I believe the printed word should be forgiven
    Doesn’t matter what it said
    Wisdom hotline from the dead back to the living
    Key to the larder for your heart and head.
    Books are burning
    In our own town, watch us turn round
    And cast our glances elsewhere.
    Books are burning
    In the playground
    Smell of burnt book is not unlike human hair.
    I believe the printed word is more than sacred
    Beyond the gauge of good or bad
    The human right to let your soul fly free and naked
    Above the violence of the fearful and sad.
    The church of matches
    Anoints in ignorance with gasoline.
    The church of matches
    Grows fat by breathing in the smoke of dreams.
    It’s quite obscene.
    Books are burning
    More each day now, and I pray now
    You boys will tire of these games.
    Books are burning
    I hope somehow, this will allow
    A phoenix up from the flames.

  • Misty, thank you for this. A few random thoughts —
    I seldom think about my right to read and learn and grow as a person — which takes the written word.

    Women in many countries today don’t have that right.

    And banning books is dangerous — even if it preserves *natinonal security*. I heard that on the radio this weekend when I was driving and switching channels. I never heard the context but the announcer was saying that 10,000 copies of *it* had been burned citing national security concerns. How sad.

  • *sighs* I don’t understand banning books. Knowledge is the key to freedom and so critical for a democracy. I understand parents not letting kids read some book (age appropriate, or even just “my kid” appropriate), but not over all banning.

    AJ> That song reminds me of the burning of Lollard heretics in England (late medieval period). Paul Strohm has an interesting article on how in order to burn people you first had to write about the possibility of burning. So before the burnings we see a rise in language like “separate the wheat from the chaf and burn the bad stuff…” (not a direct quote of course). I did work on a romance (The Siege of Milan) in which Saracens were burned alive and their idols exploded first. An interesting connection–before you can actually *do* something, you have to think it and then say it (or write it). Of course, that connects to the idea of burning books turning into burning people. Once you light one fire, it is very much easier to light another. Both literally and figuratively.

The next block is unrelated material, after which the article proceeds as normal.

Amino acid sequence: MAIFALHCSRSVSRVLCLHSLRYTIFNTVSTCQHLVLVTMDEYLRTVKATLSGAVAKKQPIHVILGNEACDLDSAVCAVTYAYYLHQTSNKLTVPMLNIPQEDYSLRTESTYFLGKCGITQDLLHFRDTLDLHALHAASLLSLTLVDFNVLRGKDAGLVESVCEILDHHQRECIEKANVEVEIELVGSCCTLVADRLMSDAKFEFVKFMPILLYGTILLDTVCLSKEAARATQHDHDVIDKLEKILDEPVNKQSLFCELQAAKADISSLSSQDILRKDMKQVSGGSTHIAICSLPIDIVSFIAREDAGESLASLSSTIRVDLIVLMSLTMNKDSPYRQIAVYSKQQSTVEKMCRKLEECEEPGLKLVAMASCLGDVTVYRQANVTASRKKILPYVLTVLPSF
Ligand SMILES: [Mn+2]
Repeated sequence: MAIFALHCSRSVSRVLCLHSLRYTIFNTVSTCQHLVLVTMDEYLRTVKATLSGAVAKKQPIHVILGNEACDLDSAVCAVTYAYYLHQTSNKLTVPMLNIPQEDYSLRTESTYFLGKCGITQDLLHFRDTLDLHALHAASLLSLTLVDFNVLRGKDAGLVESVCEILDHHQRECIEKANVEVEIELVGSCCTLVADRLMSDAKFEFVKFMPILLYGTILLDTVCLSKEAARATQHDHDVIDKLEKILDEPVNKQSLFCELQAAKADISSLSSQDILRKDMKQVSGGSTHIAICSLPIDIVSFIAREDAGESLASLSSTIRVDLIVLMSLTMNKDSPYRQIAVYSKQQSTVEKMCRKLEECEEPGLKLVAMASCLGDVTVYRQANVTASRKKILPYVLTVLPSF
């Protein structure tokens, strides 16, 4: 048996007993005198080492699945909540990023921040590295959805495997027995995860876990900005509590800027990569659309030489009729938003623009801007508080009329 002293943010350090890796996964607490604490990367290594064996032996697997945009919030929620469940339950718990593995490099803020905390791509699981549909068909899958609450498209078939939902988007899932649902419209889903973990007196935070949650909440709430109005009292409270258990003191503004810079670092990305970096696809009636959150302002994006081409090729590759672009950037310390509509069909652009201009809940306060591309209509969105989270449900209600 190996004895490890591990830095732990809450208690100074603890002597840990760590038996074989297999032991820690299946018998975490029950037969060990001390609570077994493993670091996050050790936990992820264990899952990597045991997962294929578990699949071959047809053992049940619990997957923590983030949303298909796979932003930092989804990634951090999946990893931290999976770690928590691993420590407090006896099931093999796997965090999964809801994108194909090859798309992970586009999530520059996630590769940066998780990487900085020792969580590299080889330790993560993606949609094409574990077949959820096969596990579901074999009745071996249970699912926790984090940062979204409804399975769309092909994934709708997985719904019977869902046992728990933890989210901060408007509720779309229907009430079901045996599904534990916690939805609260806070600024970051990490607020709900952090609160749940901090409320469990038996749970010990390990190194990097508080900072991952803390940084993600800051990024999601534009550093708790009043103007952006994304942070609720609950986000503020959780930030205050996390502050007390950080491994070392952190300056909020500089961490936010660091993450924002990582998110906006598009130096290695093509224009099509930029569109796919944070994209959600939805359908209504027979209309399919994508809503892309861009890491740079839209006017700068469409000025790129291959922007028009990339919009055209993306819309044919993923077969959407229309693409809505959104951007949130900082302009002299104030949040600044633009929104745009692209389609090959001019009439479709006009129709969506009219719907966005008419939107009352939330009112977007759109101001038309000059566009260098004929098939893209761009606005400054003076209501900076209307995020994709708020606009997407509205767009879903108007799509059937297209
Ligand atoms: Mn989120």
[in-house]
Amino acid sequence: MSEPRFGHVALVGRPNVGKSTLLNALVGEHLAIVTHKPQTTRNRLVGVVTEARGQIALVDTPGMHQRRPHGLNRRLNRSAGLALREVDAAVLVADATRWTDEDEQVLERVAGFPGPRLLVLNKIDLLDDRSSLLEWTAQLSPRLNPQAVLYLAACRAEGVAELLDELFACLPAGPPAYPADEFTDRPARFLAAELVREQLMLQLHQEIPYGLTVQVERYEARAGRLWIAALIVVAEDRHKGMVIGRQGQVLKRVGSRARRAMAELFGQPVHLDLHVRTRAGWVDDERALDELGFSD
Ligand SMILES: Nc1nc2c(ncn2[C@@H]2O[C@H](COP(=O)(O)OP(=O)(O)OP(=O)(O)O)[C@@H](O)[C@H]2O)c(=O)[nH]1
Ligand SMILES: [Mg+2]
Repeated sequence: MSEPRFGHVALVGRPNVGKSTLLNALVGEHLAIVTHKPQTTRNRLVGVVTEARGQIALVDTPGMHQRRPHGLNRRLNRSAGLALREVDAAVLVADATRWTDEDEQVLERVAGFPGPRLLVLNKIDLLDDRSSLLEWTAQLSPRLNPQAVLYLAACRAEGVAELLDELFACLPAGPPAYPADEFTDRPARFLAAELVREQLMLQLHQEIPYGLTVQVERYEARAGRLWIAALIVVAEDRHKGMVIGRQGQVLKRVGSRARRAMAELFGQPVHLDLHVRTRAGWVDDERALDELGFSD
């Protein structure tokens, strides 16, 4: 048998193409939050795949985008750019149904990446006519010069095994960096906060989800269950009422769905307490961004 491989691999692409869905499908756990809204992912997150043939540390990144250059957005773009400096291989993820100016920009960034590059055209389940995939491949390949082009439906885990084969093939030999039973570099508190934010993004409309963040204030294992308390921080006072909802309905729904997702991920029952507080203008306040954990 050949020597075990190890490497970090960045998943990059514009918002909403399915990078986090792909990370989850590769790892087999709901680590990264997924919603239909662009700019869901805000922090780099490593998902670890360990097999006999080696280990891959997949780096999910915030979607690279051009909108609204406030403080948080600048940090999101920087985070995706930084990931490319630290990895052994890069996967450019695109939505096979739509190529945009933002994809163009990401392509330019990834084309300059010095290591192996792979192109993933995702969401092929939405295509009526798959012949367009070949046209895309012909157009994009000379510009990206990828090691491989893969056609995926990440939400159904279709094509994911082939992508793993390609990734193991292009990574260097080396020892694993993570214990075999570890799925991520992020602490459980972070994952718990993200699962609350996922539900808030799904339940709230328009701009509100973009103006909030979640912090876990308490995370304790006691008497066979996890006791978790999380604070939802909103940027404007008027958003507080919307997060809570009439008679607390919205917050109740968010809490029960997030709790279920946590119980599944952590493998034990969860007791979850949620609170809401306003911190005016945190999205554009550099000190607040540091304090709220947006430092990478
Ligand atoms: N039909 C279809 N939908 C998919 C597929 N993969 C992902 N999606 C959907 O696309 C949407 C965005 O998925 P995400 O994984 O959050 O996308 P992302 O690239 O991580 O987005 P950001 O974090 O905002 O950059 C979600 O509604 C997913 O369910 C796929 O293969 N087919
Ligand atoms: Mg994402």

• When people ban books, or advocate banning books, there you find someone attempting to control others. It’s not about freedom or democracy, Pea, it’s about controlling the thoughts of others to insure only certain ideas are considered. It’s a way to destroy cultures and dissent and anything remotely dangerous to those doing the banning. And, man o man, does it get my blood boiling. Must go chill. Must go chill.

  • IIRC, Charlotte’s Web was big on that list for a while. I remember my mom getting angry about the banning of that one back around the 70s. She’d found it and read it to me and I didn’t see what the big deal was. The only part of the rant I could remember was some felt that it was evidently blasphemous to have talking animals in a story.